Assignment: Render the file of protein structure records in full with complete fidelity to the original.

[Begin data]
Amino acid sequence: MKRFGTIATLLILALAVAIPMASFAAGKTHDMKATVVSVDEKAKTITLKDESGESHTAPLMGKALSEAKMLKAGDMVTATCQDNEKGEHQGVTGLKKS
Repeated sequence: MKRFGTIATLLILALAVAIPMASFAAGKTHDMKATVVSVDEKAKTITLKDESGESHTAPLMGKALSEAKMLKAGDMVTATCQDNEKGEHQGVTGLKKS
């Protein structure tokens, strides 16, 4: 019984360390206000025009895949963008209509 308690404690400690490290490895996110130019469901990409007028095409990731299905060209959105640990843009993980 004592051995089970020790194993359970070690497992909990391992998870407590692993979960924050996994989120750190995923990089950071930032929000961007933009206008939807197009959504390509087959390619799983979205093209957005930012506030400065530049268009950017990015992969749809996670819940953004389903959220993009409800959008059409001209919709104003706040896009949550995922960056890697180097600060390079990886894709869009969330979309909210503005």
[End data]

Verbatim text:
Amino acid sequence: MKRFGTIATLLILALAVAIPMASFAAGKTHDMKATVVSVDEKAKTITLKDESGESHTAPLMGKALSEAKMLKAGDMVTATCQDNEKGEHQGVTGLKKS
Repeated sequence: MKRFGTIATLLILALAVAIPMASFAAGKTHDMKATVVSVDEKAKTITLKDESGESHTAPLMGKALSEAKMLKAGDMVTATCQDNEKGEHQGVTGLKKS
């Protein structure tokens, strides 16, 4: 019984360390206000025009895949963008209509 308690404690400690490290490895996110130019469901990409007028095409990731299905060209959105640990843009993980 004592051995089970020790194993359970070690497992909990391992998870407590692993979960924050996994989120750190995923990089950071930032929000961007933009206008939807197009959504390509087959390619799983979205093209957005930012506030400065530049268009950017990015992969749809996670819940953004389903959220993009409800959008059409001209919709104003706040896009949550995922960056890697180097600060390079990886894709869009969330979309909210503005």